She was right about that, at least as far as Watts and Compton were concerned. But we weren’t going there; we were headed to Hollywood Boulevard. Lindsay had to do the tourist thing, of course. As we got closer to downtown, I began to have fond memories of partying in Hollywood, drinking underage, and getting kicked out of clubs. Despite the fact that I’d spent over seven years of my life in California, I’d always felt like an outsider. California had never accepted me. I’d run L.A.’s streets, slept with its women, done its drugs — but never felt like I belonged there. I loved the land; the place. But I could take or leave most of the people.
Living in Southern California had been my first exposure to gay people. I hadn’t dealt with it before, so I had no opinions about it. My friends and I always called each other “fag” or “homo” as kids and teenagers without really thinking about what it meant. It was an insult, to be sure, but we didn’t know anyone who was gay. There were the small-town rumors about certain people, but they were usually started by enemies just to see how far it would go.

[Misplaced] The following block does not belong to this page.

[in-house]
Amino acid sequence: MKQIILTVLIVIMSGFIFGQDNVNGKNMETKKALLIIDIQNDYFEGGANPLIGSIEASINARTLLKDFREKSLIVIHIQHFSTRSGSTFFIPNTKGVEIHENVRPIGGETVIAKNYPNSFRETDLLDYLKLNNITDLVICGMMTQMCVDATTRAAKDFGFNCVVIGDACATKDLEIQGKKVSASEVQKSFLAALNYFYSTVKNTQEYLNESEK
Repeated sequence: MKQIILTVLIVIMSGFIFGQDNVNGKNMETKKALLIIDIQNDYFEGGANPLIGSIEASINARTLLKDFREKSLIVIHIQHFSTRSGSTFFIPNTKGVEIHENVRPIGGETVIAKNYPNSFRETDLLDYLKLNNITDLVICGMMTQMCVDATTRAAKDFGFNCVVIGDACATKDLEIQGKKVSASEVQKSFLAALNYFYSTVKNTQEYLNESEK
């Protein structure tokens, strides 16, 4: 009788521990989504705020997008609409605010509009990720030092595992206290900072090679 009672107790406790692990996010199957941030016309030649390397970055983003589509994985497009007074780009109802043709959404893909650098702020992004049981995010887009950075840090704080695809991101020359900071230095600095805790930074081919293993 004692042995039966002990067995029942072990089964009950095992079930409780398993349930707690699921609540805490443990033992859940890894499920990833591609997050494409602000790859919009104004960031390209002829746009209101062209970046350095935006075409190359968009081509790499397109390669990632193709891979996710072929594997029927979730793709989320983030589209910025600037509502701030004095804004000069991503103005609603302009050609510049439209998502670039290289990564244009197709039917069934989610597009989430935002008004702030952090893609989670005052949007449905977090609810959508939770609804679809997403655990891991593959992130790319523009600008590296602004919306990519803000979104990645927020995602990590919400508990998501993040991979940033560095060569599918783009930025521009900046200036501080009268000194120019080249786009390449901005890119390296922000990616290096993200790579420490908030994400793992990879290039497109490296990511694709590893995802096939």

Michigan wasn’t exactly a bastion for the gay community. I wondered how she felt about being in California.
We went to Griffith Park Observatory first. Looking out on L.A., Hollywood, and Pasadena, I saw a strange look come over Lindsay’s face. How strange it must have been for her to be so far from home, seeing this for the first time.
It occurred to me that it was ironic that I lived in California but was at best lukewarm to the LGBT movement. My sister lived in small-town Michigan and was down with the cause. We should have switched homes.
“Not a bad view, huh?” I asked.